Let me break down some of the problems with that notion, shall I?

  • I’d be less angry if I weren’t constantly dealing with patronizing skeptics who want me to stay in the goddamn closet.
  • Where are these droves of theist skeptics who would have joined up if not for those danged pesky atheists? Can we substantiate that they even exist in large enough numbers for us to really care?
  • A bird in the hand is worth two in the bush. It seems like shortsightedness to alienate people who already mostly agree with you because you don’t like how in-your-face they are with their religious (non)beliefs, in hopes of catching more supporters who may or may not exist.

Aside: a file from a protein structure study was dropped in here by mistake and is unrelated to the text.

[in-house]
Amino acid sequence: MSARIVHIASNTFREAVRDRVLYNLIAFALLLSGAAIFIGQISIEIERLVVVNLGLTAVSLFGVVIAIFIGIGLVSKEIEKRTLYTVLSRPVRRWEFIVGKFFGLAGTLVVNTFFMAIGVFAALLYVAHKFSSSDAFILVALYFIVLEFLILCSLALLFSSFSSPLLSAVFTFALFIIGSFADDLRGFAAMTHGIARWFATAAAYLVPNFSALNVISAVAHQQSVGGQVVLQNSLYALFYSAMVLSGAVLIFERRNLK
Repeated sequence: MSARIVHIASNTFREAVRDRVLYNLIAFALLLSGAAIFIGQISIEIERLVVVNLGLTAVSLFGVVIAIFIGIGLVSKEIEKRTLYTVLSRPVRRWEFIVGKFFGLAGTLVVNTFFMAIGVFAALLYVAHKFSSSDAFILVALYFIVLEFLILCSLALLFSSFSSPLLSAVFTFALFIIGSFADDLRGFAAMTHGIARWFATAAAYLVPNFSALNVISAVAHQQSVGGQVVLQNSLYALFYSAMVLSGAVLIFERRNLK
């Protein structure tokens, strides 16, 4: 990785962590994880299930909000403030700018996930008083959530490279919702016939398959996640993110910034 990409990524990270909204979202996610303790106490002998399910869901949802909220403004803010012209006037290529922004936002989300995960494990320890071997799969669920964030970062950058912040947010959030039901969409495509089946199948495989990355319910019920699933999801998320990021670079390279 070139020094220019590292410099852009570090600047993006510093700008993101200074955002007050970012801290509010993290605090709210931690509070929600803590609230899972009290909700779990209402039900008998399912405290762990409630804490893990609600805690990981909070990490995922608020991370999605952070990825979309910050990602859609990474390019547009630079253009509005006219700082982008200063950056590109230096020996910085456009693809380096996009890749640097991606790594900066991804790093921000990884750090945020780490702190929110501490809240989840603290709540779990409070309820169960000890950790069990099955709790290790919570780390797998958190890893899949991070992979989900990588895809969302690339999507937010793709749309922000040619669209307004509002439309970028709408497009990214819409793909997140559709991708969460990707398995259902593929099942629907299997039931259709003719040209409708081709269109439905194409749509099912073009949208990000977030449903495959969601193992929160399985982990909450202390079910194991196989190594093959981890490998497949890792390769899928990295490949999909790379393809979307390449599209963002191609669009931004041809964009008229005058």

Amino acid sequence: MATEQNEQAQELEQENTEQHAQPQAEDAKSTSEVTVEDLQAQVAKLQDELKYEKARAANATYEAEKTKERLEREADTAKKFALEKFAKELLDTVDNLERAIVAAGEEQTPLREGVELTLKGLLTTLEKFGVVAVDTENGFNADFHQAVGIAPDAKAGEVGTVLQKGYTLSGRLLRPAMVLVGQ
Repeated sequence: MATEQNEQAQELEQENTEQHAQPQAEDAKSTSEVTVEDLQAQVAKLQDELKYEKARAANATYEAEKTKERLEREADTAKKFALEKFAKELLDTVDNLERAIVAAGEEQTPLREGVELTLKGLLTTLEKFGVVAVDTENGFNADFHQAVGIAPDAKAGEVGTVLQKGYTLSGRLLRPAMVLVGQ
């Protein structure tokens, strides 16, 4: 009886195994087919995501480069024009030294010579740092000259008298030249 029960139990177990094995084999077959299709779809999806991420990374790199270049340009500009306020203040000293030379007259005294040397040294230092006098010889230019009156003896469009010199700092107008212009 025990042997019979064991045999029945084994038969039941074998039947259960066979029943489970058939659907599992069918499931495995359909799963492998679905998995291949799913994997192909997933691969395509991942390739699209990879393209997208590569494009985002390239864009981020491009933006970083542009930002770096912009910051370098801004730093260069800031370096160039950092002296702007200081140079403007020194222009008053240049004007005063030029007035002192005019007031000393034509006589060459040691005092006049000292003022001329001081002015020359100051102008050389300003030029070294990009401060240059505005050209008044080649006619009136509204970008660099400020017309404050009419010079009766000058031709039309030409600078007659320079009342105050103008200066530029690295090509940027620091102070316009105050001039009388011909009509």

• I think just the idea that–“if atheist skeptics would only keep quiet about their atheism we’d have more theist skeptics”–is profoundly condescending to the theists. It isn’t just that it looks from the outside like you’re trying to hide an uncomfortable truth (skepticism might gasp lead you to atheism!), it’s also that it sets theism apart from all other non-skeptical beliefs. We don’t caution liberal skeptics to keep their mouths shut about social security and medicare lest they scare away the libertarians (or vice versa). We don’t tell the skeptics who accept Anthropogenic Global Warming to stay quiet about hockey sticks and climate forcing, for fear of alienating potential skeptics from the anti-AGW camp. We don’t tell anti-GMO skeptics to lay off of potential pro-GMO allies. I’ve never seen skeptics who love the Cubs told to put their hats away to avoid offending Cardinals fans who happen to agree that vaccines are super. In all of these cases–and many others–skeptics disagree, often vehemently. Heated discussions often rage around these topics on message boards and in blog comment threads. Skeptics argue with each other, questioning their assumptions, pointing out flaws in their logic, and generally secure in the rightness of their own position (but, one would hope, open to changing their mind, given sufficient reason and/or evidence). I think it’s coddling to give theist skeptics a pass on their theism when we would not hesitate to skewer them mercilessly on their objectivism (for instance). If they can’t handle having their beliefs questioned and defending their claims against challenges and pointed questions, then they’ve joined the wrong community.